TRENTON – The governor’s office and Senate leaders are nearing an agreement that would remove criminal charges associated with underage marijuana possession and use, a deal that all sides hope will be the last one required before Gov. Phil Murphy signs the bills to legalize weed in New Jersey.
While negotiations are continuing, legislative sources said Monday that a deal appears likely to remove all penalties for minors — under 18 years old — found in possession of marijuana and levy fines on those between 18 and 21 years old, instead of bringing forth criminal charges.
Cases involving minors would be handled by local police departments and the child’s family, the sources said. Underage users between 18 and 21 years old would be subject to civil penalties of $250 to $500 depending on the amount of marijuana. Details of the negotiations were first reported by Politico New Jersey.
That legal weed threshold is also in place for adults over 21 years old, but they remain subject to a fourth-degree crime if found in possession of more than 6 ounces.
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The sources emphasized that deal wasn’t finalized and was subject to change.
If a deal is announced in the coming days, the Senate could push the bills through a committee hearing this week. A full voting session already is scheduled for Monday.
The issue of minor and underage marijuana use has been seen as the last sticking point, though it was far from the first.
Ever since 2.7 million New Jerseyans voted in favor of legalizing weed — about a 2-to-1 margin, or two-thirds of all voters — lawmakers have been embroiled in negotiations to finalize two pieces of “enabling” legislation, designed to turn the relatively abstract ballot question and constitutional amendment into a concrete, regulated cannabis industry.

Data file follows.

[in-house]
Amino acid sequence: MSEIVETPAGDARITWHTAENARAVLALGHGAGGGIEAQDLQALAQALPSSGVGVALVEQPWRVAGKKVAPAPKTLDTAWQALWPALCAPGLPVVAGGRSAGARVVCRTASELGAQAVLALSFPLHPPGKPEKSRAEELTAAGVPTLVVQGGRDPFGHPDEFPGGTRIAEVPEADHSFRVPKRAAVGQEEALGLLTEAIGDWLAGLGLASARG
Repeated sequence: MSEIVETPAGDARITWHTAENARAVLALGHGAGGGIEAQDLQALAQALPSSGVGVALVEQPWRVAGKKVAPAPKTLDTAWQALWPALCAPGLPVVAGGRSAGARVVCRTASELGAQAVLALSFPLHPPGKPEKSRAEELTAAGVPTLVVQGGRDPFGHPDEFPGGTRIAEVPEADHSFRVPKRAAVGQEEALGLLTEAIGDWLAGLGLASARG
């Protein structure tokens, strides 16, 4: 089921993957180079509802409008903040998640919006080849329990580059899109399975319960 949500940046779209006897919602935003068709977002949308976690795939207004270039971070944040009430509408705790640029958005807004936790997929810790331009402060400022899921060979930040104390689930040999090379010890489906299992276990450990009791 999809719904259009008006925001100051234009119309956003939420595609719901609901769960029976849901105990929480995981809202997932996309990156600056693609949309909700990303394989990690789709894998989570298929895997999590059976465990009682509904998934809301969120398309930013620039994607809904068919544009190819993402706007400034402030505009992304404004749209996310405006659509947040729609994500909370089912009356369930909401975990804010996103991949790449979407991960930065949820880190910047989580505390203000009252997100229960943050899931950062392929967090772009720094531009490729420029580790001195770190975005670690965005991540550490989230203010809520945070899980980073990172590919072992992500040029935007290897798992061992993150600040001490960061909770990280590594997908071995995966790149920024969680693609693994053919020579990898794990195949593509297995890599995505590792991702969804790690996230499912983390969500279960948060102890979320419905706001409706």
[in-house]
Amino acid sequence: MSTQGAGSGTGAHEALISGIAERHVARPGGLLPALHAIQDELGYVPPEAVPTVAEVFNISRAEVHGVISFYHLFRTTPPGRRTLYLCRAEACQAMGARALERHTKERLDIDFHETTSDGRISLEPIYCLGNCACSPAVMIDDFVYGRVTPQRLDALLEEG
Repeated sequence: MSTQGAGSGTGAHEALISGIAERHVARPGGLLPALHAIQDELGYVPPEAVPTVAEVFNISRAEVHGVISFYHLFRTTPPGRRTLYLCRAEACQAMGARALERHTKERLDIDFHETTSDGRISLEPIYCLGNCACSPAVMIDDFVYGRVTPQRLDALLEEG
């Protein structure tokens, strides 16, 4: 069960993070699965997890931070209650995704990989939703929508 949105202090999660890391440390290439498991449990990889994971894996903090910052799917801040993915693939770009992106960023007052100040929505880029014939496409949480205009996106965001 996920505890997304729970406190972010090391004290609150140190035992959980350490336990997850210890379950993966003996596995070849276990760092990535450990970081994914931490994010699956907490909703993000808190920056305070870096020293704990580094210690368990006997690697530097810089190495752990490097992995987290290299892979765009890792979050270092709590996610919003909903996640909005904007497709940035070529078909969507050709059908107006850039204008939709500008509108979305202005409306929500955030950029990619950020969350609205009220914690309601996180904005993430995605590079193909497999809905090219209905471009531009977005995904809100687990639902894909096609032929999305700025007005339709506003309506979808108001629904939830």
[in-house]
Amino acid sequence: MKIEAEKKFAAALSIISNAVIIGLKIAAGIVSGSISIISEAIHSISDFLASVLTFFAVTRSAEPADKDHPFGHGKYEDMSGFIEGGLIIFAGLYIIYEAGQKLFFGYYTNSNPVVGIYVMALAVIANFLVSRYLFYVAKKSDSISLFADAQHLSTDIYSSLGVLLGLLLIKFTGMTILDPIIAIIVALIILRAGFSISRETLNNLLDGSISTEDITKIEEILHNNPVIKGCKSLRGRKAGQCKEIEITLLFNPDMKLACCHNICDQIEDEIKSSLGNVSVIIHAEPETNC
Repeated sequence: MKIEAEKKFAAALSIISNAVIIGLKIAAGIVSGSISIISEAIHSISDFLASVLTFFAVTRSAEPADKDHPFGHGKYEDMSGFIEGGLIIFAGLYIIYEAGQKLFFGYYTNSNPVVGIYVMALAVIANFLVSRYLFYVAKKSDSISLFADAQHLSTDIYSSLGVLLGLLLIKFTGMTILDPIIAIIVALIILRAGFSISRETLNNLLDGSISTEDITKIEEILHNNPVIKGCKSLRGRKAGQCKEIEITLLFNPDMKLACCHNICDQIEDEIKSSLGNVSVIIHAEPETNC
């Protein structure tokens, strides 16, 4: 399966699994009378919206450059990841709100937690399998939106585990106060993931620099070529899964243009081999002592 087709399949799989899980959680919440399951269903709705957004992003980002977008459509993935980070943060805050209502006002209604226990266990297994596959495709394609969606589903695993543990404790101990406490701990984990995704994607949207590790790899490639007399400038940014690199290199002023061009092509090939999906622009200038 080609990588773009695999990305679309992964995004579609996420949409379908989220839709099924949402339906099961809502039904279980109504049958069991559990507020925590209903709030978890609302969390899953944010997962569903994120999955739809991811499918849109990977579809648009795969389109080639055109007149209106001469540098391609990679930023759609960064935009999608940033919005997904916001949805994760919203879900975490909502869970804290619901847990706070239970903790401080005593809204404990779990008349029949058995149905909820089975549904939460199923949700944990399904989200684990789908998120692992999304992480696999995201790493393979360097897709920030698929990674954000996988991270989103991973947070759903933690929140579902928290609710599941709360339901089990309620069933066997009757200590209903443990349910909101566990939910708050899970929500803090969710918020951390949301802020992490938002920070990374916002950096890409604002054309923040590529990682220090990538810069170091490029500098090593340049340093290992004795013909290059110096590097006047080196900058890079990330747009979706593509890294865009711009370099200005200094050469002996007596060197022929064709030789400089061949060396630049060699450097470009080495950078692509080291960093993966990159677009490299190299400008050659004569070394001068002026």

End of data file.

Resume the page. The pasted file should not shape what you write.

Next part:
As it stands, New Jersey would allow users over 21 years old to possess up to 6 ounces of legal weed. The drug would be sold at state-licensed dispensaries and grown at state-licensed cultivation centers, though only 37 cultivators would be licensed for the first two years.
If the bills are signed into law, legal weed would be subject to three taxes — a 7% sales tax, a $10 to $60 excise tax and an optional 2% tax levied by municipalities where cannabis businesses are located.
All revenue from the excise tax, as well as 70% of the sales tax revenue, would be directed toward “impact zones,” 22 cities in New Jersey where marijuana laws have been enforced the most.
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According to an analysis of arrest data from the American Civil Liberties Union of New Jersey, Black people have been arrested for marijuana offenses in New Jersey nearly 3.5 times more than their white counterparts, despite similar usage rates among races.
The arrests of marijuana users under the age of 21 make up a sizeable chunk of those arrests, according to a USA TODAY Network analysis of the FBI’s Uniform Crime Reporting Program.
In 2016, New Jersey police made 32,279 marijuana arrests, including 11,838 with suspects under 21 years old — about 37% of all pot busts.
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From 2004 to 2016, New Jersey police departments made more and more marijuana arrests per year — but less and less of those under 21 years old, down from about 50% of all arrests.
Mike Davis has spent the last decade covering New Jersey local news, marijuana legalization, transportation and basically whatever else is going on at any given moment. Contact him at [email protected] or @byMikeDavis on Twitter.